Olga Koper, Nanotechnologist
Nanotechnology is all about small--manufacturing with atoms and manipulating materials no bigger than a billionth of a meter--but its potential is Brobdingnagian. Steve Jurvetson of powerhouse venture capital firm Draper Fisher Jurvetson has called nanotech "the next great technology wave, the next phase of Moore's Law and the nexus of scientific innovation that revolutionizes most industries and indirectly affects the fabric of society."
At the crest of this wave is Olga Koper, research leader at Columbus, Ohio's nonprofit Battelle Memorial Institute since May 2011 and holder of more than 30 U.S. and international patents for composition and applications of nanomaterials.
Koper, who describes her research as a "humongous playground to apply science to change and improve lives," isn't your usual ivory-tower type. "A lot of academia and national labs are great at fundamental science but don't know how to turn it into a product," she says. "In business, you have to take calculated risks, have failures and learn from them, and you have to address actual needs of the market--not with a 'nice to have,' but a 'have to have.'"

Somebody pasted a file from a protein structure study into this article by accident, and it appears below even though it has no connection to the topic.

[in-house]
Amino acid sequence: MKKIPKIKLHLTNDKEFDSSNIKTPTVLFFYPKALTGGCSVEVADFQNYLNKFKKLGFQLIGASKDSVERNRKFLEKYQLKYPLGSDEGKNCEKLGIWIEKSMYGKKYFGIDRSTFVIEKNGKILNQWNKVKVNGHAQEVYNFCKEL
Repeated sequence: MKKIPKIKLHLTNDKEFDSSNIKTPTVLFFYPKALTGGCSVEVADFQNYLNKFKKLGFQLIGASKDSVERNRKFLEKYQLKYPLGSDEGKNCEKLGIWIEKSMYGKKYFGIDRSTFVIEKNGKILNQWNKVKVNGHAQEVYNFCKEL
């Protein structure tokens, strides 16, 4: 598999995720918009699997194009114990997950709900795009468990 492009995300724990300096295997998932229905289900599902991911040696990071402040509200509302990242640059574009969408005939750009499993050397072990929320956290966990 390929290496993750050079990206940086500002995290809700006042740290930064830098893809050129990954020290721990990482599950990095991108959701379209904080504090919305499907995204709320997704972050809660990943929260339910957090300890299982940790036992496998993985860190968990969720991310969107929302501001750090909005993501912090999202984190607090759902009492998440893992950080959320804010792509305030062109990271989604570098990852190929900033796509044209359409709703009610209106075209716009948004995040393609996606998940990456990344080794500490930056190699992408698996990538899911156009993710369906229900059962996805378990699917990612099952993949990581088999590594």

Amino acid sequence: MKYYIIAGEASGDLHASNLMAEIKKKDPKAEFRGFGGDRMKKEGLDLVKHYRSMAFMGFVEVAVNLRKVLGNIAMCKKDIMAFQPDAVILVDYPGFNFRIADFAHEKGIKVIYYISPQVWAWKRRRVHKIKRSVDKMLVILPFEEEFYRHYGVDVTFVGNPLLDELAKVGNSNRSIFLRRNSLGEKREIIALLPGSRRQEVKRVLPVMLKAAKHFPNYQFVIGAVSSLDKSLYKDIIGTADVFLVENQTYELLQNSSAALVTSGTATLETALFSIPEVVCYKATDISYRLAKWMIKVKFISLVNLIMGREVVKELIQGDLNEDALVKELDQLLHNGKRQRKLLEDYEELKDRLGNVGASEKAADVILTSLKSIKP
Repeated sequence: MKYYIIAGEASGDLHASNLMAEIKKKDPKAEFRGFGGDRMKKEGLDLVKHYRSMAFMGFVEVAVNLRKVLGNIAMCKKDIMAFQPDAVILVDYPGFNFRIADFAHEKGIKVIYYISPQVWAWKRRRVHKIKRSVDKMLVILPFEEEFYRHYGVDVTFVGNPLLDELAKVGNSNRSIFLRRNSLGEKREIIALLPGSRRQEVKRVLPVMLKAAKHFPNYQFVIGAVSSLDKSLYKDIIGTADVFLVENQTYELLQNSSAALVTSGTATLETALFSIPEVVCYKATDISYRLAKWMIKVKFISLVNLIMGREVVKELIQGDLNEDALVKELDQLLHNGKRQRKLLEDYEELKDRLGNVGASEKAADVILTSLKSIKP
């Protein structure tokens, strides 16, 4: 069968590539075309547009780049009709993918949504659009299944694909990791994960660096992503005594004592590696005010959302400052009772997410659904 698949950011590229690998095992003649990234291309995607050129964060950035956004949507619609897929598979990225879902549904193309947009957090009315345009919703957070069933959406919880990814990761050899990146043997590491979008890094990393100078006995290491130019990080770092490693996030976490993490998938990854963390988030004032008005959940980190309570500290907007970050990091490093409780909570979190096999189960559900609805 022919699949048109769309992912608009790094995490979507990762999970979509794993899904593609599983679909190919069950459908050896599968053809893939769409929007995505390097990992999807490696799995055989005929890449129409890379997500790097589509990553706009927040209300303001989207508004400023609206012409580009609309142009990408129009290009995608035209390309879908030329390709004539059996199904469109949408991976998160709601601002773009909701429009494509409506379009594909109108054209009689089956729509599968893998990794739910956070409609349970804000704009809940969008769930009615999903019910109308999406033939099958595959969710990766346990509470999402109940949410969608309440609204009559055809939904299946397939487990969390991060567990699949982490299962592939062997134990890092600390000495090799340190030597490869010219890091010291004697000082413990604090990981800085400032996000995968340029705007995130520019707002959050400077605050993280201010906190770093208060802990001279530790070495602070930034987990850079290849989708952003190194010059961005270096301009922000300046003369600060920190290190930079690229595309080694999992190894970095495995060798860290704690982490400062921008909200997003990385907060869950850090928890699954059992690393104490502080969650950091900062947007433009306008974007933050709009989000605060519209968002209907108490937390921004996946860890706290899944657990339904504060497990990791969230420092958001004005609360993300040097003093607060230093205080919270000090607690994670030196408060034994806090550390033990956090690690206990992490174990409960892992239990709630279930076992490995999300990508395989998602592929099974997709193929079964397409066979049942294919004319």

Back in 2007 Koper joined the charter class of Pipeline, an invitation-only mentoring organization affiliated with the Kauffman Foundation and Microsoft, known for honing business-development skills in new entrepreneurs. As CTO and vice president of NanoScale Corporation, a spinoff of Kansas State University (where she earned her Ph.D. in chemistry), she led the development of commercial products. Among them were FAST-ACT, a nanopowder that absorbs and mitigates toxic and waste chemicals, and an in vitro cancer-diagnosis system--currently in animal and preliminary human testing--in which nanoparticles measure the activity of cancer-specific enzymes in blood and urine using luminescence.
At Battelle, Koper is studying the use of nanomaterials in membranes for water desalination and treatment; supercapacitors (energy-storage devices that provide higher power densities than batteries); and bio-based (rather than petroleum-based) additives used for hydraulic fracturing, or fracking, to retrieve natural gas.
"It's exciting, because the research can make a huge impact in energy storage and the oil and gas industry," she says. "Hopefully we'll see products containing these nanomaterials in the market."
And not a (nano)second too soon.